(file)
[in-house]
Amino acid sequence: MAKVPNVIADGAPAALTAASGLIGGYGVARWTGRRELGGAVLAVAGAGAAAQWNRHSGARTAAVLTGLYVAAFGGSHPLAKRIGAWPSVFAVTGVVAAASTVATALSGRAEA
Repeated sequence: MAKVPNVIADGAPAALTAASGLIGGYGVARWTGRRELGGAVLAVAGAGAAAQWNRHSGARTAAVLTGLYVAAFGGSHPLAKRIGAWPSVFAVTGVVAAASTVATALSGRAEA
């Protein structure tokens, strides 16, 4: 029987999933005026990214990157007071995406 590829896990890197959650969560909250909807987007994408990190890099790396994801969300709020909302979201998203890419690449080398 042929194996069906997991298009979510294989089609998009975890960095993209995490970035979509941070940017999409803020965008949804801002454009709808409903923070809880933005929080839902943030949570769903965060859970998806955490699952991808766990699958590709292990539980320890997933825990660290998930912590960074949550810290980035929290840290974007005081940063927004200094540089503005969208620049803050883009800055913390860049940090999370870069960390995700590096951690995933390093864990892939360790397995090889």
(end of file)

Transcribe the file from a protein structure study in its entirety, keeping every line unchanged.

[in-house]
Amino acid sequence: MAKVPNVIADGAPAALTAASGLIGGYGVARWTGRRELGGAVLAVAGAGAAAQWNRHSGARTAAVLTGLYVAAFGGSHPLAKRIGAWPSVFAVTGVVAAASTVATALSGRAEA
Repeated sequence: MAKVPNVIADGAPAALTAASGLIGGYGVARWTGRRELGGAVLAVAGAGAAAQWNRHSGARTAAVLTGLYVAAFGGSHPLAKRIGAWPSVFAVTGVVAAASTVATALSGRAEA
């Protein structure tokens, strides 16, 4: 029987999933005026990214990157007071995406 590829896990890197959650969560909250909807987007994408990190890099790396994801969300709020909302979201998203890419690449080398 042929194996069906997991298009979510294989089609998009975890960095993209995490970035979509941070940017999409803020965008949804801002454009709808409903923070809880933005929080839902943030949570769903965060859970998806955490699952991808766990699958590709292990539980320890997933825990660290998930912590960074949550810290980035929290840290974007005081940063927004200094540089503005969208620049803050883009800055913390860049940090999370870069960390995700590096951690995933390093864990892939360790397995090889």